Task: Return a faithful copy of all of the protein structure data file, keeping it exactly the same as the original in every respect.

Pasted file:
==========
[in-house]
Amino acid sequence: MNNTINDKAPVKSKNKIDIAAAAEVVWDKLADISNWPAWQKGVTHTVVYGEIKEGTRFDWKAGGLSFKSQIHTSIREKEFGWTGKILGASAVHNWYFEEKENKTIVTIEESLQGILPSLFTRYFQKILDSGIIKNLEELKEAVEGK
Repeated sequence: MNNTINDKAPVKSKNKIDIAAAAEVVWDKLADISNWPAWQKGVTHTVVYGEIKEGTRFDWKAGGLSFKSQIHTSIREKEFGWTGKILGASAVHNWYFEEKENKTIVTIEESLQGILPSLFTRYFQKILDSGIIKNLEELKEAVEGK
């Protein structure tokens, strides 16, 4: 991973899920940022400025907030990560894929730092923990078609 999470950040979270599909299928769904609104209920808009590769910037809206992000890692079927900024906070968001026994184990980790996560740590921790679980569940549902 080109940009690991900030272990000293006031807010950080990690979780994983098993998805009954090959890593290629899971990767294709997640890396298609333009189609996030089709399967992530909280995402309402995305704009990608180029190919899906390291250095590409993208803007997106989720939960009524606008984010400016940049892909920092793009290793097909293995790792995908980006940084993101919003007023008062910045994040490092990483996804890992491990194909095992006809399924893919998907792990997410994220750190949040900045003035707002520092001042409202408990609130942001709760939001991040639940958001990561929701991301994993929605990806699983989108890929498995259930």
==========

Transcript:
[in-house]
Amino acid sequence: MNNTINDKAPVKSKNKIDIAAAAEVVWDKLADISNWPAWQKGVTHTVVYGEIKEGTRFDWKAGGLSFKSQIHTSIREKEFGWTGKILGASAVHNWYFEEKENKTIVTIEESLQGILPSLFTRYFQKILDSGIIKNLEELKEAVEGK
Repeated sequence: MNNTINDKAPVKSKNKIDIAAAAEVVWDKLADISNWPAWQKGVTHTVVYGEIKEGTRFDWKAGGLSFKSQIHTSIREKEFGWTGKILGASAVHNWYFEEKENKTIVTIEESLQGILPSLFTRYFQKILDSGIIKNLEELKEAVEGK
């Protein structure tokens, strides 16, 4: 991973899920940022400025907030990560894929730092923990078609 999470950040979270599909299928769904609104209920808009590769910037809206992000890692079927900024906070968001026994184990980790996560740590921790679980569940549902 080109940009690991900030272990000293006031807010950080990690979780994983098993998805009954090959890593290629899971990767294709997640890396298609333009189609996030089709399967992530909280995402309402995305704009990608180029190919899906390291250095590409993208803007997106989720939960009524606008984010400016940049892909920092793009290793097909293995790792995908980006940084993101919003007023008062910045994040490092990483996804890992491990194909095992006809399924893919998907792990997410994220750190949040900045003035707002520092001042409202408990609130942001709760939001991040639940958001990561929701991301994993929605990806699983989108890929498995259930």